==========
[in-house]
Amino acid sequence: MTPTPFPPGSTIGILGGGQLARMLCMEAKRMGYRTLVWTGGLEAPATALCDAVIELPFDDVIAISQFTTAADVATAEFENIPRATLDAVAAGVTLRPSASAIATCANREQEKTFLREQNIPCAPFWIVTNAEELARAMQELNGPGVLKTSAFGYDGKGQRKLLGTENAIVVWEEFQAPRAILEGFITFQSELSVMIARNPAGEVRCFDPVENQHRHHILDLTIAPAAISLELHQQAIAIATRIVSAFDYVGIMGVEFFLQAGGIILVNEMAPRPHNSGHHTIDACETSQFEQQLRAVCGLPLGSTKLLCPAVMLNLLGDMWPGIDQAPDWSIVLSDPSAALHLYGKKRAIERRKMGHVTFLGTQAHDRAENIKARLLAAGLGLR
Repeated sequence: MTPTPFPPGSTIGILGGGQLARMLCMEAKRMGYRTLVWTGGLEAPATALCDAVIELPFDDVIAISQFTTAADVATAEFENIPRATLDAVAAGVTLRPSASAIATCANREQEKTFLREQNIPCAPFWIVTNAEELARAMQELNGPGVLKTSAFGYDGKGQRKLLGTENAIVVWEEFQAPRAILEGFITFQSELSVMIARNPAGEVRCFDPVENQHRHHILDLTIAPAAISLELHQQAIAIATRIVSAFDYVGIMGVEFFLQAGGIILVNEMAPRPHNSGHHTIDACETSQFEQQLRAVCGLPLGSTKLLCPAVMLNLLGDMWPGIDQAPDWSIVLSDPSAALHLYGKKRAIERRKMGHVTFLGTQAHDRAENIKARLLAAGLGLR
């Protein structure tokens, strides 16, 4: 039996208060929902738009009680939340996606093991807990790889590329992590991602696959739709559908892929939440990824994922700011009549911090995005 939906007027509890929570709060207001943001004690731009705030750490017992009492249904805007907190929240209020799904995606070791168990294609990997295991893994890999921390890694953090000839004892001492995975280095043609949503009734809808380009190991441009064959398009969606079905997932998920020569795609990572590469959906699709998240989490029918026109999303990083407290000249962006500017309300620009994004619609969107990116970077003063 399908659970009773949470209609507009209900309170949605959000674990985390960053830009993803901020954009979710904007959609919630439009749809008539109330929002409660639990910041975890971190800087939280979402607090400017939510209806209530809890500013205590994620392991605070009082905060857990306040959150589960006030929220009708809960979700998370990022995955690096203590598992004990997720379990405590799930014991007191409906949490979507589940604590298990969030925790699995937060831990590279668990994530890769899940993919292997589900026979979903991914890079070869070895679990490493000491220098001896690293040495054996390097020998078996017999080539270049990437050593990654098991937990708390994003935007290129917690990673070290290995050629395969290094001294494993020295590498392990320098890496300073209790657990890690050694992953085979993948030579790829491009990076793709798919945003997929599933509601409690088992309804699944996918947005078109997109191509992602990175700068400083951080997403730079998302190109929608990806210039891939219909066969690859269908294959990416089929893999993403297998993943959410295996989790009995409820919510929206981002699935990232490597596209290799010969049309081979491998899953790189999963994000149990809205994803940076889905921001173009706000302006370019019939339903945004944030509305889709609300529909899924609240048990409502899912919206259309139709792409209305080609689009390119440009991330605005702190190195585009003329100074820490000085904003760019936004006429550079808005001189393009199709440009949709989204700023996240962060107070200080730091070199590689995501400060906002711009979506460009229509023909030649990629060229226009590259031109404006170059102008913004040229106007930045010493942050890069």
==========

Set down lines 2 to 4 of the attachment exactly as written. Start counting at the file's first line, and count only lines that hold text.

Amino acid sequence: MTPTPFPPGSTIGILGGGQLARMLCMEAKRMGYRTLVWTGGLEAPATALCDAVIELPFDDVIAISQFTTAADVATAEFENIPRATLDAVAAGVTLRPSASAIATCANREQEKTFLREQNIPCAPFWIVTNAEELARAMQELNGPGVLKTSAFGYDGKGQRKLLGTENAIVVWEEFQAPRAILEGFITFQSELSVMIARNPAGEVRCFDPVENQHRHHILDLTIAPAAISLELHQQAIAIATRIVSAFDYVGIMGVEFFLQAGGIILVNEMAPRPHNSGHHTIDACETSQFEQQLRAVCGLPLGSTKLLCPAVMLNLLGDMWPGIDQAPDWSIVLSDPSAALHLYGKKRAIERRKMGHVTFLGTQAHDRAENIKARLLAAGLGLR
Repeated sequence: MTPTPFPPGSTIGILGGGQLARMLCMEAKRMGYRTLVWTGGLEAPATALCDAVIELPFDDVIAISQFTTAADVATAEFENIPRATLDAVAAGVTLRPSASAIATCANREQEKTFLREQNIPCAPFWIVTNAEELARAMQELNGPGVLKTSAFGYDGKGQRKLLGTENAIVVWEEFQAPRAILEGFITFQSELSVMIARNPAGEVRCFDPVENQHRHHILDLTIAPAAISLELHQQAIAIATRIVSAFDYVGIMGVEFFLQAGGIILVNEMAPRPHNSGHHTIDACETSQFEQQLRAVCGLPLGSTKLLCPAVMLNLLGDMWPGIDQAPDWSIVLSDPSAALHLYGKKRAIERRKMGHVTFLGTQAHDRAENIKARLLAAGLGLR
């Protein structure tokens, strides 16, 4: 039996208060929902738009009680939340996606093991807990790889590329992590991602696959739709559908892929939440990824994922700011009549911090995005 939906007027509890929570709060207001943001004690731009705030750490017992009492249904805007907190929240209020799904995606070791168990294609990997295991893994890999921390890694953090000839004892001492995975280095043609949503009734809808380009190991441009064959398009969606079905997932998920020569795609990572590469959906699709998240989490029918026109999303990083407290000249962006500017309300620009994004619609969107990116970077003063 399908659970009773949470209609507009209900309170949605959000674990985390960053830009993803901020954009979710904007959609919630439009749809008539109330929002409660639990910041975890971190800087939280979402607090400017939510209806209530809890500013205590994620392991605070009082905060857990306040959150589960006030929220009708809960979700998370990022995955690096203590598992004990997720379990405590799930014991007191409906949490979507589940604590298990969030925790699995937060831990590279668990994530890769899940993919292997589900026979979903991914890079070869070895679990490493000491220098001896690293040495054996390097020998078996017999080539270049990437050593990654098991937990708390994003935007290129917690990673070290290995050629395969290094001294494993020295590498392990320098890496300073209790657990890690050694992953085979993948030579790829491009990076793709798919945003997929599933509601409690088992309804699944996918947005078109997109191509992602990175700068400083951080997403730079998302190109929608990806210039891939219909066969690859269908294959990416089929893999993403297998993943959410295996989790009995409820919510929206981002699935990232490597596209290799010969049309081979491998899953790189999963994000149990809205994803940076889905921001173009706000302006370019019939339903945004944030509305889709609300529909899924609240048990409502899912919206259309139709792409209305080609689009390119440009991330605005702190190195585009003329100074820490000085904003760019936004006429550079808005001189393009199709440009949709989204700023996240962060107070200080730091070199590689995501400060906002711009979506460009229509023909030649990629060229226009590259031109404006170059102008913004040229106007930045010493942050890069």